10257854_10152375107114591_8262904027533771679_nDuring the tour, the children saw muskrats, which are herbivores, feeding on fresh green shoots of arrowroot and cattail. Nearby sleek otters playfully swam and dove for fish. Otters are carnivores; they rely on varying combinations of aquatic invertebrates, amphibians, fish, and other prey. Many species of mammals depend on wetland habitats for survival.

Plump tadpoles have emerged from layers of mud and young turtles swim upon the surface of the water in the Lily Pad Pond. A Frogs life cycle starts in the pond as an egg. The tadpole hatches out and stays in the pond, slowly growing back legs and then front legs. As it turns into an adult frog, its whole body slowly changes. Its mouth and tongue become better suited for catching insects and other living things. As adults, only two of our local frogs spend much time in the pond: the Bullfrog and the Green Frog.



Dragonflies sport brilliant blue and green coats as they flit about in the air and water snakes slither out to sunbathe on logs. Birdwatchers have reported sightings of cedar waxwings and hummingbirds. Soon the yellow-rumped warbler will announce its’ arrival. Recently a pair of American Wigeon rested here from their long migration. They are a rare sight as they mainly stay in the southwest. You can learn more about birds and migration with The Cornell Lab of Ornithology. (

How wonderful to see the Wetlands come awake after all these months! Come to Discovery Center and walk through the Wetlands to see what spring offers to those who love and connect to nature.


Experience the wetlands on a guided Wetland Walk, Citizen Science, and Nature Nuts. Find out more here!


Bill’s Brain Building Vocabulary

Wetlands: A wetland is a land area that is saturated with water, either permanently or seasonally. They include swamps, marshes and bogs. Wetlands are important because they contain more life than any other habitat in our area. Mosquitos, dragonflies, frogs, salamanders, and many other animals need wetlands as a key part in their life cycles. They also provide habitat for herons, ducks, and geese to live in and rest in as they migrate. Wetlands are the most diverse habitat in our area.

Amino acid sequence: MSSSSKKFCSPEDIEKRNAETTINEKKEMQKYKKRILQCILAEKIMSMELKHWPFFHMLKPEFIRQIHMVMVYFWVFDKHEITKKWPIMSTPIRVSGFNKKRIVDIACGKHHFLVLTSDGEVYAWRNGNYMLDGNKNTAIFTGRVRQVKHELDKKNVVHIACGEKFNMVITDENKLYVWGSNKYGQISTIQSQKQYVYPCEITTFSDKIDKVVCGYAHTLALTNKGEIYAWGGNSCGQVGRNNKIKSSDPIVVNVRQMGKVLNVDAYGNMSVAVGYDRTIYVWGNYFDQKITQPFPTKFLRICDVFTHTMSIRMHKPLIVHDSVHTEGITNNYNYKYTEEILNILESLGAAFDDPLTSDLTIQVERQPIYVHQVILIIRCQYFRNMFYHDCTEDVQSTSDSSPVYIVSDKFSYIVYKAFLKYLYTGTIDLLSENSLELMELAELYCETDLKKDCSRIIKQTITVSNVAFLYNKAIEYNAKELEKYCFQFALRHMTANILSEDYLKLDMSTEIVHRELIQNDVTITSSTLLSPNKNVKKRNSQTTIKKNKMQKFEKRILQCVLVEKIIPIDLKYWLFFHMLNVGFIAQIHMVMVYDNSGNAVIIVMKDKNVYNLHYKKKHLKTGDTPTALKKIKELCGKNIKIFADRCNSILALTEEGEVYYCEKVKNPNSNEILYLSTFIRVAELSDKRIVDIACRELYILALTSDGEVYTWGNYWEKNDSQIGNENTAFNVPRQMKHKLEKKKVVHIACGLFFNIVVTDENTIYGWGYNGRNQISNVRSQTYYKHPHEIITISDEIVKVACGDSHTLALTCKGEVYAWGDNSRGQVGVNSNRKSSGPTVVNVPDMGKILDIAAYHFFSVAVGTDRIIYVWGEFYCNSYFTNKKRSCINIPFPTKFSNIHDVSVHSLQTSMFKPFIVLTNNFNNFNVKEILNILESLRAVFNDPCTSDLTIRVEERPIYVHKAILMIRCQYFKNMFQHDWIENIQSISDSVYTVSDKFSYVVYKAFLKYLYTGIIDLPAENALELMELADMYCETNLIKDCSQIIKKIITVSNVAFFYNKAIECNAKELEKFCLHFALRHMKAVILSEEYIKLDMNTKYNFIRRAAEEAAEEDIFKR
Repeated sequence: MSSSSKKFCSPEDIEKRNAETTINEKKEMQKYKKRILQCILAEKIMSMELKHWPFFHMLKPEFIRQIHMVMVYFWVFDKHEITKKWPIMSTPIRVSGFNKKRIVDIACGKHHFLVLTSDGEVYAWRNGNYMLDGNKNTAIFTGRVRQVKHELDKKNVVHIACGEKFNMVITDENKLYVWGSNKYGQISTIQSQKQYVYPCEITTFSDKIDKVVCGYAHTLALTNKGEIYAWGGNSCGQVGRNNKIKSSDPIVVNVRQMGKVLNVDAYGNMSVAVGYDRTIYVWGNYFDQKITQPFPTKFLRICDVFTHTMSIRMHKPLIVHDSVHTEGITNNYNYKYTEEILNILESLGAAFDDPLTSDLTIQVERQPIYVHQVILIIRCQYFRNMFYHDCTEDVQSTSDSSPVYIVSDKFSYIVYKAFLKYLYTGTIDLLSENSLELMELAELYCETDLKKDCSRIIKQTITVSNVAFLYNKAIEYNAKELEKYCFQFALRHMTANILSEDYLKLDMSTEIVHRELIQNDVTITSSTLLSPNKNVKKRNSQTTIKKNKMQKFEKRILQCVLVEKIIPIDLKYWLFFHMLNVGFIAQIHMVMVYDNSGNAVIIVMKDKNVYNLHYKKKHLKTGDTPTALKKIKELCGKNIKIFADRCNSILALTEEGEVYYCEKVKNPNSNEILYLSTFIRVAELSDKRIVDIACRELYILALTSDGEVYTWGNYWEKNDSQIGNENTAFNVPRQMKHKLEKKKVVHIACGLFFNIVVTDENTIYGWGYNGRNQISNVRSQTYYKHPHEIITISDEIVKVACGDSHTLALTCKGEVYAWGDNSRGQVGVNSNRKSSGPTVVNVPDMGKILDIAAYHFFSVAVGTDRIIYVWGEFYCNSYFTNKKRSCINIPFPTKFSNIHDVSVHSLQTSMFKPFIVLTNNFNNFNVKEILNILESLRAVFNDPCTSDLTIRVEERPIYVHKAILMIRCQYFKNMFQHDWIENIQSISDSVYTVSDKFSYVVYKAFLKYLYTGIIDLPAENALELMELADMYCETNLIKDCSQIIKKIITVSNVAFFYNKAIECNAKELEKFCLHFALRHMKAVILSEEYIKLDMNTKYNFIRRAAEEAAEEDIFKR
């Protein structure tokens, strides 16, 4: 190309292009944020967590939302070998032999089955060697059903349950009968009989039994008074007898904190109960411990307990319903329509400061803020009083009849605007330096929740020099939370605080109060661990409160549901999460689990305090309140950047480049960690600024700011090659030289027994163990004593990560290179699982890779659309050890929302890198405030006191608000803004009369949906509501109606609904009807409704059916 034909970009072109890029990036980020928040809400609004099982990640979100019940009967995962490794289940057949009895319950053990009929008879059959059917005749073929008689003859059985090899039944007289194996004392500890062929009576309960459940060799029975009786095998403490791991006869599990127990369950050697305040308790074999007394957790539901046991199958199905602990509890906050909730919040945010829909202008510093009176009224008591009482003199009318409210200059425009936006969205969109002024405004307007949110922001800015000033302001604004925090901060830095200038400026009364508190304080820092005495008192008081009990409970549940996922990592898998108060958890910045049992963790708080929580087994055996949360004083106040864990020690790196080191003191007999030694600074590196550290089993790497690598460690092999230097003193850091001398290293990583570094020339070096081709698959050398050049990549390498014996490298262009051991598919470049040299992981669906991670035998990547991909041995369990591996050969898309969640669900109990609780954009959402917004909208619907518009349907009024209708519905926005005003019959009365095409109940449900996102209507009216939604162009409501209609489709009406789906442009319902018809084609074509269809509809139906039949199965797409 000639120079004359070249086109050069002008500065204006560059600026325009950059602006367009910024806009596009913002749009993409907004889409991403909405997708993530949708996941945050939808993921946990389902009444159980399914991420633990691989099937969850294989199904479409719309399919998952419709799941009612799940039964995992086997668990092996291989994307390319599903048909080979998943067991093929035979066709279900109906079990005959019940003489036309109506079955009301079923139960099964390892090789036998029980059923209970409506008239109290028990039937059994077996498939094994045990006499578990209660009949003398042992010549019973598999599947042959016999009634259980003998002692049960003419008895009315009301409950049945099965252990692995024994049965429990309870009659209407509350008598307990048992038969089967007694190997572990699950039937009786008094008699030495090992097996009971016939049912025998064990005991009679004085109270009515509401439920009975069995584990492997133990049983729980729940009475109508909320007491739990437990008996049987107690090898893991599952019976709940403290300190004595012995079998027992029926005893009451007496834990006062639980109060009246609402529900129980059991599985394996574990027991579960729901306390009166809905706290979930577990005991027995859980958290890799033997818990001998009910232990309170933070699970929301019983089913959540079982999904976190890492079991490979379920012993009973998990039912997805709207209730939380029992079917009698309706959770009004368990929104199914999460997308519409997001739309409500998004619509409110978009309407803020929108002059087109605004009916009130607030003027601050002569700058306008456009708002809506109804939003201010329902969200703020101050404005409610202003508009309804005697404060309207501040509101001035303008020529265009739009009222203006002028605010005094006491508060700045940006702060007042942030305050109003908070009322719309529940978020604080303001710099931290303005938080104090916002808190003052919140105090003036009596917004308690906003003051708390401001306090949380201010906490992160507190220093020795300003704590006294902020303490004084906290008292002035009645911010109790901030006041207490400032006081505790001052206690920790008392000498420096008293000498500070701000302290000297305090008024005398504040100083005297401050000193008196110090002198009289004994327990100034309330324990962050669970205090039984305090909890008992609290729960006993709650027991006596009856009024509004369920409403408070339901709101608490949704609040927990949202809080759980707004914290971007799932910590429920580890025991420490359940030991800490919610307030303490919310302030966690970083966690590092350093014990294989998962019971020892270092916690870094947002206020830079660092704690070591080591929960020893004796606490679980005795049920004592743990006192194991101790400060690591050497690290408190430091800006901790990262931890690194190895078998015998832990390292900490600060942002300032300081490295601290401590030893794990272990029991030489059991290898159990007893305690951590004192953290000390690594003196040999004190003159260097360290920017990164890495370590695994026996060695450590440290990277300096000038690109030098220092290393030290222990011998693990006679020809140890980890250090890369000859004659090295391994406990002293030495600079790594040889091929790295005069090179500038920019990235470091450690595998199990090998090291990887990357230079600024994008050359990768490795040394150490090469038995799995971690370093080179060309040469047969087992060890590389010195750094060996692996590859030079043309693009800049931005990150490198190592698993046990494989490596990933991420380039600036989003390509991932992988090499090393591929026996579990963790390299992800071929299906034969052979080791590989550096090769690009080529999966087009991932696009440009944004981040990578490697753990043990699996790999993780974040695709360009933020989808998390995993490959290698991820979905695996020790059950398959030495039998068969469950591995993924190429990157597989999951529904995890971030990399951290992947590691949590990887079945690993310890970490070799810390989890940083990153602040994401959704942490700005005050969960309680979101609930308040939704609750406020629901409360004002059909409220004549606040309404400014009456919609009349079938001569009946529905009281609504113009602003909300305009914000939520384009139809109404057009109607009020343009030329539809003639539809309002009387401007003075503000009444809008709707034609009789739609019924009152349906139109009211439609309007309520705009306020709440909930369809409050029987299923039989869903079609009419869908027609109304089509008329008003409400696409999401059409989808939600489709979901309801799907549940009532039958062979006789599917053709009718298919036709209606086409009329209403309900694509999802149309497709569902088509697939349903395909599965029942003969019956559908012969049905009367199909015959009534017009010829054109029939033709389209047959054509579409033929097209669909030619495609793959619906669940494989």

Learn more about wetlands . . . (

Life Cycle: a life cycle is a series of changes in form that an organism undergoes. Check out these fun life cycle games from (

Migration: For animals, migration means to move from one area to another at different times of the year.

Bill’s Blog

Welcome to my blog! My name is Bill and I am a ball python living in Discovery Center at Murfree Spring. I have a great time here with all my animal friends, and I excited to bring you news about them through my blog.

Discovery Center is a hands-on museum and nature center which houses a collection of reptiles, amphibians, and mammals for the teaching and enjoyment of our visitors.


Let me begin my blog by telling you that we had a fire at Discovery Center in the reptile and amphibian room.  It started in my terrarium! It was in the early morning of October 1st, 2013. I was awakened by the smell of smoke and before I could call out for help and warn my friends, the sprinkler system began to rain water down on us! Oh my, we were very frightened! Our terrariums began to fill with water and became aquariums! Many of my friends don’t swim and were beginning to panic. Within a few minutes, though, the Murfreesboro firemen charged in and began to put out the fire and rescue us. Whew! Thank you, firefighters!



We were moved out of our quarters and placed in safe areas around the museum. Workers quickly began to repair the damage and soon we were all back in new homes. I think Panzer, our leopard tortoise, had the most fun with her new enclosure. It was not quite tall enough, and she enjoyed climbing over the side and wandering all around our room! Miss Shelly found a better home with higher sides and now Panzer is secure and enjoying her daily salad.






It has been fun watching the bearded dragons, Rex-Ann and Saphira. They are next door neighbors in our new home, and I think before their move they had no idea what they looked like! They just stare at each other and try to climb over their terrariums to see each other. It is so much fun to watch!





Mazie is the newest addition to our reptile family, and she was a very brave little girl during the fire. Mazie recently outgrew her small home and now resides in a new 10 gallon terrarium. She looks so sleek in her spacious home.


The king snakes, Scarlett and Rhett, have had the hardest time with the transition to new homes. I was a bit worried about them because they weren’t eating. I checked a web-site, and discovered that just like myself, these amazing friends can go for months without food and still keep growing! Sure enough, they have begun to enjoy mealtime again and have adjusted well. They love curling up in the fresh shavings and taking long naps.


We are all doing fine and look forward to seeing you here at Discovery Center. I have many other animal friends that I will be telling you about in the future. Our Great Horned Owl, Pemberton, will have exciting news soon. You won’t want to miss it, so please visit my blog often!


If you’d like to learn more about some of my animal friends, check out these great sites:

Bearded Dragons (link to
A-Z Animals (link to
Kid Zone – Snakes (link to


Bill’s Brain Building Vocabulary

Terrarium: a closed container for keeping small animals or growing small plants. A terrarium is usually made of clear glass or plastic.

Aquarium: a tank or other container filled with water in which water animals and plants are kept.

Transition: change from one position, stage, or situation to another.